When I first draft the post about my recent and ongoing experience with anxiety, I had written my longest post ever. I just had so much to share. My thoughts and feelings would fly off into different areas. There was so much crossover. It was possibly my greatest moment of clarity and understanding of my experience with anxiety to date. And so I decided to break it into smaller posts. In this post, I continue my learning and growth through the observations I made around my inner voice.
Learning to Grow
My first lesson in this experience was humbling. From the idea that I would have learned all I needed to know about my anxiety by now – to then realising that the human reality is constant change, learning and growing. I thought I had changed. But it was always the same crippling and crumbling outcome with my anxiety. If the situation was similar, and the outcome was the same, then I hadn’t truly looked inwards enough to make the changes in myself. But thankfully, my yoga journey had begun and I had started to pave the way for the inner work I needed to do to create this internal shift.
Through my yoga practice and teacher training, I had experienced a deep knowing and understanding of myself. Especially through the Kundalini Yoga sadhana. One of the reasons Kundalini scares me is how it gave me a glimpse into my own power. It’s mind-blowingly transformational. (I can’t recommend it highly enough!). But my regular Hatha Yoga practice was maintaining a slow and steady exploration of my deepest self. And this is when I took time to listen to that inner voice. It was loud and clear. But that was about to change.
When Anxiety Silences Your Inner Voice
I was so used to listening to my deepest self that I’m ashamed to say I witnessed it slowly being silenced and didn’t do anything to save it. Corporate life began to consume me, burying my inner guidance at the same time. I sacrificed the things that nurtured me for the long hours and deadlines, keeping customers happy and delivering what I said I would deliver. The skipped breakfasts became skipped practice became “I don’t have time to meditate”. That was the first sign I needed to stop and reflect. My inner voice was screaming out to me, buried under late nights and trying to eat a salad in the 10 minutes I had for lunch.
Somehow I had allowed my deepest and most truthful self to be buried under a whole lot of shit that didn’t really matter. But the anxiety creeping in made me think that it did matter. And this is where I failed to see the opportunity to adapt and manage the anxiety by doing the inner work and listening to my inner voice. I had allowed the anxious mind to become the new normal. It was deafening.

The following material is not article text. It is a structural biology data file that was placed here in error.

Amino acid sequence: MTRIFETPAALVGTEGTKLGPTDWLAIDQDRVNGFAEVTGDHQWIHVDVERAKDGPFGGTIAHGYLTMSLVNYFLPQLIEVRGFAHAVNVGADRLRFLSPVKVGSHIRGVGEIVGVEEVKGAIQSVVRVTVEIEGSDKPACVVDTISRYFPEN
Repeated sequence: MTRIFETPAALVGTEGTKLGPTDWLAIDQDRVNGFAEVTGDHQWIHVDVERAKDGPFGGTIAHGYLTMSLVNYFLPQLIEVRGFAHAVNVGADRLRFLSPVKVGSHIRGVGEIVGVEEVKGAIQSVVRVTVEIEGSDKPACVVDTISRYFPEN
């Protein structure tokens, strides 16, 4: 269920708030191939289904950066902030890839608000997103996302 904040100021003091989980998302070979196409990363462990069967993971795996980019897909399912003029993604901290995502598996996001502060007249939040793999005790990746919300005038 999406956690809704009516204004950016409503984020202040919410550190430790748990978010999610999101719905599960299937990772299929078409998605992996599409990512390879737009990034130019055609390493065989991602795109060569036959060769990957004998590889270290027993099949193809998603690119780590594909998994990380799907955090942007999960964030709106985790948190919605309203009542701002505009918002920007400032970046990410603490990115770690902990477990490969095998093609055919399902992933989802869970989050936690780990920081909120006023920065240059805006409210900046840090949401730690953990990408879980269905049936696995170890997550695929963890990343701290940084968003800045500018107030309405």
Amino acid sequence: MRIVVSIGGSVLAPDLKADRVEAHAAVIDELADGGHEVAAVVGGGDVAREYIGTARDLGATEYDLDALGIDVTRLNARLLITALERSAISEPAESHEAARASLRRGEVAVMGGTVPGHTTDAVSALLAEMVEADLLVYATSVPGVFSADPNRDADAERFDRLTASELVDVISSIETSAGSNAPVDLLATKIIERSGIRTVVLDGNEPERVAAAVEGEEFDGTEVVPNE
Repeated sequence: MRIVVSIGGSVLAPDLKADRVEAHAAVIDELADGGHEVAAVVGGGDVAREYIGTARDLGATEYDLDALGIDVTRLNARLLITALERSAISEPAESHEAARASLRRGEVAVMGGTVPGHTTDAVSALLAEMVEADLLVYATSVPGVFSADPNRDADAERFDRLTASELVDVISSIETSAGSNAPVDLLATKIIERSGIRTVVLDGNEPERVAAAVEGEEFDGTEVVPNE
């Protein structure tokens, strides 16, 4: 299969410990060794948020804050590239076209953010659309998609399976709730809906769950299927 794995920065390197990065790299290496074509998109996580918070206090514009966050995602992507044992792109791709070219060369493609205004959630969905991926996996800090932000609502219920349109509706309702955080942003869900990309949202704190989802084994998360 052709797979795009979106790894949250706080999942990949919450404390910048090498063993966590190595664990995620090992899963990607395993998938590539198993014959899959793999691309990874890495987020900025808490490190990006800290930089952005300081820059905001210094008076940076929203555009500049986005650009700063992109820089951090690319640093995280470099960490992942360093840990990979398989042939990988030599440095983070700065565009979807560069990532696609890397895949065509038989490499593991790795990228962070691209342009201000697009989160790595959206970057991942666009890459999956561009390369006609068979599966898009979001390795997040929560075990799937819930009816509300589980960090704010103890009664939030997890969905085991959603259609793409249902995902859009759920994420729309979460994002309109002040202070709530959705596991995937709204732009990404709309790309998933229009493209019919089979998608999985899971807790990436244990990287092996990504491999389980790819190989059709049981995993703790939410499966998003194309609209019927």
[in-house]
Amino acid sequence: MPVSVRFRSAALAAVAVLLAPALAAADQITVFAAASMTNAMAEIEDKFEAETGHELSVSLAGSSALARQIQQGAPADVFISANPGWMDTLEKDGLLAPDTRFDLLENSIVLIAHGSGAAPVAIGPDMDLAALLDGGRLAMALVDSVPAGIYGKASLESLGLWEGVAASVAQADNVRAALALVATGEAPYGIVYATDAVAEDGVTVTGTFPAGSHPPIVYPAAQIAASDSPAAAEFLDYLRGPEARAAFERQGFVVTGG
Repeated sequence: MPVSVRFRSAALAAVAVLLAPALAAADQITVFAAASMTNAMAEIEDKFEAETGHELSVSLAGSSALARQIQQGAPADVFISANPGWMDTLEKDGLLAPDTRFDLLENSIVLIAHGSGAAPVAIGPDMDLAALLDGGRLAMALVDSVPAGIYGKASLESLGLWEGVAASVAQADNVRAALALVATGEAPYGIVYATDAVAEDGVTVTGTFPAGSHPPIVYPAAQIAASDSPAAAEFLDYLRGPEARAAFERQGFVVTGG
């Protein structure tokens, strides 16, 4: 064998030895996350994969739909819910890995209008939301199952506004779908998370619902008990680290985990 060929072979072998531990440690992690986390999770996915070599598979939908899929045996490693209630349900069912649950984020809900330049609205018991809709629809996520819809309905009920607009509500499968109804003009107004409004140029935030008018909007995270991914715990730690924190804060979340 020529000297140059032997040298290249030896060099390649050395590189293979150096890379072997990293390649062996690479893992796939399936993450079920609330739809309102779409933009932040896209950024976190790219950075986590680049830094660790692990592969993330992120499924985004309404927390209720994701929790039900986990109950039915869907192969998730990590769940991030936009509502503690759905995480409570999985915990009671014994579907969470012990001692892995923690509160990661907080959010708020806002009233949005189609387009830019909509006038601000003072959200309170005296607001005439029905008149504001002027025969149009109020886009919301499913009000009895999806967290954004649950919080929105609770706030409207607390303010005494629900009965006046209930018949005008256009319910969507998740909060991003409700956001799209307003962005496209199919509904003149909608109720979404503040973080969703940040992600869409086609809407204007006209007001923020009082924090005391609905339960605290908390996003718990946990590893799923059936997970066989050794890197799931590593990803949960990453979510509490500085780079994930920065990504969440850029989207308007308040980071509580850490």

Falling Apart to Be Put Back Together
Officially broken. I wanted to turn inwards and to hear my inner voice speaking clearly to me, but it was barely there. I couldn’t believe I let things run so wild that I had lost my way back to myself. It was in my darkest moment that I began to salvage my practice that had shipwrecked on the reef of anxiety disguised under the rough seas of a stressful work environment. There was a pivotal moment when I asked; how much worse could it get? And if I managed to practice yoga asana for even 15 minutes, it would surely only get better.
Returning to practice was hit and miss. It still isn’t great. But after a little while, I heard a resigned and exhausted voice inside me tell me to stop caring so much about my work, to stop giving a f@$k! It was a voice that sounded defeated, a voice that was fed up and that had settled for second place.
But this message was important. It would help me to begin to put myself back together and restructure the way I live and work with these feelings of anxiety. And with this message came the opportunity to invite my inner voice to the table. The opportunity to do the inner work and start making those changes from within.
Two Practices to Amplify Your Inner Voice
Part of putting myself back together was showing up on my mat for practice no matter what. The days I practised were better than the days I didn’t. And it was noticeable. So that I could listen to my voice and guidance again, I had to create the right environment within. The body needed to feel free and the mind needed to be still. And I would make time to listen.
Having a non-negotiable time and place that you spend in silence, just listening, is potentially life-changing. It might be the only practice you need. And it doesn’t have to be morning yoga, evening meditation or an hour long. It could be that 5-10 minutes while you’re waiting for the bus in the morning. You could make it part of your morning walk or study break.
All it needs to be is a commitment to yourself that you will take a moment to find stillness and silence so that you can just listen. For best results, morning non-negotiables allow your inner voice to be heard most clearly. As the evening poses challenges from other things that clutter the mind.
Sketch, Scribble, Write – Journaling is Your Best Sidekick
Much like the non-negotiable practice, spending time with pen and paper consistently helps to give voice to your deepest self. Even when you don’t feel like there is anything coming up for you. Building the practice and being consistent is essential to holding space for your inner voice.
Start with a blank page and use these prompts to get you going;
- What is true in this moment?
- What does my heart feel today?
- Is there anything I feel I need to let go of?
- What makes me feel most alive?
My personal favourite is the Practice You Journal from Elena Brower.
“Practice You is a map to your highest self; a field guide of your own creation. The pages of this Journal are full of potent prompts and inviting spaces, awaiting your contemplations and discoveries.”
The Subtle Art of Not Giving a F*ck: A Counterintuitive Approach to Living a Good Life by Mark Manson